Adam Hatzidakis

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hatzidakisThe first person to perform a transjugular intrahepatic portosystemic shunt procedure (TIPS) in Greece, Adam Hatzidakis discusses his career-long love affair with the hepato-biliary-pancreatic system, and describes the delights and difficulties of being a trailblazer in the interventional radiology (IR) space. Speaking seven months after the SARS-CoV-2 virus first caused multiple governments to impose national lockdowns and resulted in widespread international travel bans, Hatzidakis also hopes that the shift to digital conferences is here to stay, at least in part, “so that more colleagues may benefit from the international educational opportunities on offer”.

What initially attracted you to interventional radiology (IR)?

I was initially attracted to radiology because I loved imaging and trying to find the “pathological hidden in the physiological”. Then I discovered interventional radiology, where I had the possibility to “clean” the physiological from the pathological.

Have you had important mentors for you throughout your career?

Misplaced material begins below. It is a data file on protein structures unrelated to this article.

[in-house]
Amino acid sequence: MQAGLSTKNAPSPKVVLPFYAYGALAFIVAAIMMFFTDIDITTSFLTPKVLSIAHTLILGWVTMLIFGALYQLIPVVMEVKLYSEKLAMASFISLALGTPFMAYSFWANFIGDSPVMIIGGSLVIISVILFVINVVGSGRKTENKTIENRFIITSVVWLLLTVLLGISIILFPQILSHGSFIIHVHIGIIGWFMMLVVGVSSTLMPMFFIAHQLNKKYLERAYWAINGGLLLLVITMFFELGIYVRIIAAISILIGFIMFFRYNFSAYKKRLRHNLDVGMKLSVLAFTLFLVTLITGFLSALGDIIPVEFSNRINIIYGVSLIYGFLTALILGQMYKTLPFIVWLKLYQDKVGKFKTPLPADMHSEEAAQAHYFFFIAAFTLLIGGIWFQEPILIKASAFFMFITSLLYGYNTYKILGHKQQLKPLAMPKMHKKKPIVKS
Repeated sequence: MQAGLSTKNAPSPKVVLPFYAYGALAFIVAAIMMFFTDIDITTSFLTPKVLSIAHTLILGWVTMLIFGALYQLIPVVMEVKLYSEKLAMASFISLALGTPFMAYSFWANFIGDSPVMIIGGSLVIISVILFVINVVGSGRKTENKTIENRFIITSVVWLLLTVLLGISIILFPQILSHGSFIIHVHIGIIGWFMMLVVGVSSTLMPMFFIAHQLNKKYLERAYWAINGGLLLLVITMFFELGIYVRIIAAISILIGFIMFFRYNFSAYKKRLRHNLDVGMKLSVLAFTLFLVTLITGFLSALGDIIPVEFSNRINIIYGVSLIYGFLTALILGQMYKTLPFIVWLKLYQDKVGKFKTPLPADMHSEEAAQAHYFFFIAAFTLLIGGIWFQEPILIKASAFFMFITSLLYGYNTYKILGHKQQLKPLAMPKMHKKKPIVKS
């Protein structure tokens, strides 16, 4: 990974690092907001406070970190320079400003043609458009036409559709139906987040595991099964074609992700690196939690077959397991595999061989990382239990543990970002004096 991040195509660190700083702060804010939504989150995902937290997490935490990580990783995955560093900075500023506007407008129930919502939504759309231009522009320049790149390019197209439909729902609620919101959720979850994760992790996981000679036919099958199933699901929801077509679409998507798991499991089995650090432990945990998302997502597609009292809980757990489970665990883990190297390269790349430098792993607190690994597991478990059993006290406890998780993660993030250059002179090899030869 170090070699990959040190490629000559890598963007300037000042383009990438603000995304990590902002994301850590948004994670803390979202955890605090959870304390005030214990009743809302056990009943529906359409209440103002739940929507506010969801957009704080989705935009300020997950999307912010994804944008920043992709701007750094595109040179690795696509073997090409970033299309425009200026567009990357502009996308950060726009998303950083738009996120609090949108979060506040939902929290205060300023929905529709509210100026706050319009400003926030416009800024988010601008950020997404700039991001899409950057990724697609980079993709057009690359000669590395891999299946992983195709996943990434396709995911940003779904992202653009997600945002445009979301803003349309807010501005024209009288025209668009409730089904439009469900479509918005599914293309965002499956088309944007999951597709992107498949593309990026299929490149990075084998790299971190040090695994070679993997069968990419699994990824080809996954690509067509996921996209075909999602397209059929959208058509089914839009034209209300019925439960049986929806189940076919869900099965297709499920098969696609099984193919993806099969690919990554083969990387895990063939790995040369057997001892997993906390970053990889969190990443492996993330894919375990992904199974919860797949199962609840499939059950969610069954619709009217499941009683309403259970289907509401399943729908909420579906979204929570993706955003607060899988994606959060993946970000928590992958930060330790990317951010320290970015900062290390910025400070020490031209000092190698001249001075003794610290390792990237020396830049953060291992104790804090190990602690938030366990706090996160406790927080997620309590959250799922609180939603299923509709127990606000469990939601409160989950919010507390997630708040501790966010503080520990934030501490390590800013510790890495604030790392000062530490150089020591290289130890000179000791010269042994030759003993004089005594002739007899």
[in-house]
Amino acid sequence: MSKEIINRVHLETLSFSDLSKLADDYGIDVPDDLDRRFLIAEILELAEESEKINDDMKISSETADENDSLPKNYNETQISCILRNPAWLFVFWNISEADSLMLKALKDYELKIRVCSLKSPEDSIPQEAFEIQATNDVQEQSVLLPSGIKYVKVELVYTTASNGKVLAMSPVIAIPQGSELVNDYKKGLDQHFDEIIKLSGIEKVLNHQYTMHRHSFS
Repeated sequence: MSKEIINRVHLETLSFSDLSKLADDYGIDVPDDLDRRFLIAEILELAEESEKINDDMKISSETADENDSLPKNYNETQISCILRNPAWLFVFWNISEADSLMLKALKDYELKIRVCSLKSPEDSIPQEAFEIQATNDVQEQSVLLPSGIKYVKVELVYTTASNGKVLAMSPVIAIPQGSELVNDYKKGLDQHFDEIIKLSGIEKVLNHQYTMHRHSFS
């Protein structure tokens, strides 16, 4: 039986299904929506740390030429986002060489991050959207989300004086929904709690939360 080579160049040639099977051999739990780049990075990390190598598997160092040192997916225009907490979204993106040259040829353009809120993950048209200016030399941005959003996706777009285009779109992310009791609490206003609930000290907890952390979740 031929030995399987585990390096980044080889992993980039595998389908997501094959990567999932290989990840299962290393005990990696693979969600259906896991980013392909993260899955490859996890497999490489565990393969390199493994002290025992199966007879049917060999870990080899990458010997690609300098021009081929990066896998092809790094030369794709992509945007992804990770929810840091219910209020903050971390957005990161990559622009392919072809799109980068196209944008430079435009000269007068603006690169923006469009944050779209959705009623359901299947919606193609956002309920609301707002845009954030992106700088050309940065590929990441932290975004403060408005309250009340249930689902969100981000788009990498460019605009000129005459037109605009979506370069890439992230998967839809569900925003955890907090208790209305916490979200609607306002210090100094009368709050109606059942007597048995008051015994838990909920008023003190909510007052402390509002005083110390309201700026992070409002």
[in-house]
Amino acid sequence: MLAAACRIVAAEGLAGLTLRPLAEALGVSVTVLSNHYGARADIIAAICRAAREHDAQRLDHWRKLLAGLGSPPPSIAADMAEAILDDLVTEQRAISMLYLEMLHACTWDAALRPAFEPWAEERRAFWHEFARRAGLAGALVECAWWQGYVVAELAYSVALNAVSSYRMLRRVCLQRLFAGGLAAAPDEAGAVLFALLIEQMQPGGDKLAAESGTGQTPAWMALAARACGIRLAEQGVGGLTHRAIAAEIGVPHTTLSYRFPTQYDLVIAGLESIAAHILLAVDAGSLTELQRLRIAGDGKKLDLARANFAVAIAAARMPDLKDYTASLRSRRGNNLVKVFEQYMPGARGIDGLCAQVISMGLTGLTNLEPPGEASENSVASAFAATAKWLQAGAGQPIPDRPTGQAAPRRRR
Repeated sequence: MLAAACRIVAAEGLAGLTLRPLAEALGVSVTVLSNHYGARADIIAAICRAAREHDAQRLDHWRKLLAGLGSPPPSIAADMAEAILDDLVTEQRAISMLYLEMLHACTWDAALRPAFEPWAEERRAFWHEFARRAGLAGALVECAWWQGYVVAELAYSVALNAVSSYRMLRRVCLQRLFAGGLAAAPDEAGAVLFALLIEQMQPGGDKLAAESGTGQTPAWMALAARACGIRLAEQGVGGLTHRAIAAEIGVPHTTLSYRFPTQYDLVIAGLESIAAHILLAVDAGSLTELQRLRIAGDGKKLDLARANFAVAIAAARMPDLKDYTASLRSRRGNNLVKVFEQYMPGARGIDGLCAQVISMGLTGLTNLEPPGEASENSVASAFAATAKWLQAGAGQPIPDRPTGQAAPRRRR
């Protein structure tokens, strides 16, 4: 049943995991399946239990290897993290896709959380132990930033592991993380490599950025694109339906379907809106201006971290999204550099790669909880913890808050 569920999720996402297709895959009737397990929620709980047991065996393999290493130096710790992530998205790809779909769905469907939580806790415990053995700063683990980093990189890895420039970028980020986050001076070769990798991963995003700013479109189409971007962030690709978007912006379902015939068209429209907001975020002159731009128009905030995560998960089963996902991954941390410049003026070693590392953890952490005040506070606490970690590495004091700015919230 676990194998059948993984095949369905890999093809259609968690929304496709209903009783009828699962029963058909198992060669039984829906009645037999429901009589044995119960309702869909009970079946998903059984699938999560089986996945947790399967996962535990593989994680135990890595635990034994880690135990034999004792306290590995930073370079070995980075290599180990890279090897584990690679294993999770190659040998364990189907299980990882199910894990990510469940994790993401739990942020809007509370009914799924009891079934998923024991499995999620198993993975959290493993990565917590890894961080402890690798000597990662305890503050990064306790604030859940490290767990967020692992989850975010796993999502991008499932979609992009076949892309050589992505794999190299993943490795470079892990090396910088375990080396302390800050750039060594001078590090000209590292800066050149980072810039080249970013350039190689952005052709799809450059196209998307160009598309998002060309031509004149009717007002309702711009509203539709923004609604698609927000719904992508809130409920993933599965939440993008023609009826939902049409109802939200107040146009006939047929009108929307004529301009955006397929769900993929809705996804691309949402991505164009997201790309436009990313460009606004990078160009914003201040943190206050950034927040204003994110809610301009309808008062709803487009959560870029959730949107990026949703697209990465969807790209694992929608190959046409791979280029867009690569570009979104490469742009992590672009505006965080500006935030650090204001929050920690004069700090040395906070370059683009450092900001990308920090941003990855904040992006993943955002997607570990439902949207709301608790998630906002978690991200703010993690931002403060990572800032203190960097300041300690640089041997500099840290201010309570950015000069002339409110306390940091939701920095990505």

Yes, several. To start, my first professor, Nicholas Gourtsoyiannis, in Heraklion, Crete. He taught us the importance of becoming clinical radiologists, and how to have a presence on the international stage. Together with my tutor and friend Spyros Karampekios, we performed the first IR procedures in Heraklion, back in 1993.

Next, my IR teacher, Panos Galis, at the AirForce Hospital in Athens, Greece. He was a Greek pioneer in vascular IR, and I learned many tricks from his experience.

Another three titans of IR who have been personally important: Plinio Rossi from Rome, Italy; Rolf Guenther from Aachen, Germany; and Andreas “Andy” Adam from London, UK. Beside great IR teaching, in London I learned how to manage, in Aachen how to organise, and in Rome how to improvise. All experiences were of great value.

Why are you specifically drawn to the hepato-bilio-pancreatic system? What do we still have to learn about treatment in this system?

In the era of magnetic resonance cholangiopancreatography (MRCP), endoscopists have fewer possibilities to practice so many endoscopic retrograde cholangiopancreatographies (ERCPs), with the result that new doctors are less well trained. So, radiologists usually have more to do. Biliary IR is delicate work, offering you a lot of challenging cases. Performing malignant cases is good training for tough benign cases.

In 1996, you performed the first transjugular intrahepatic portosystemic shunt procedure (TIPS) in Greece. How did this come about?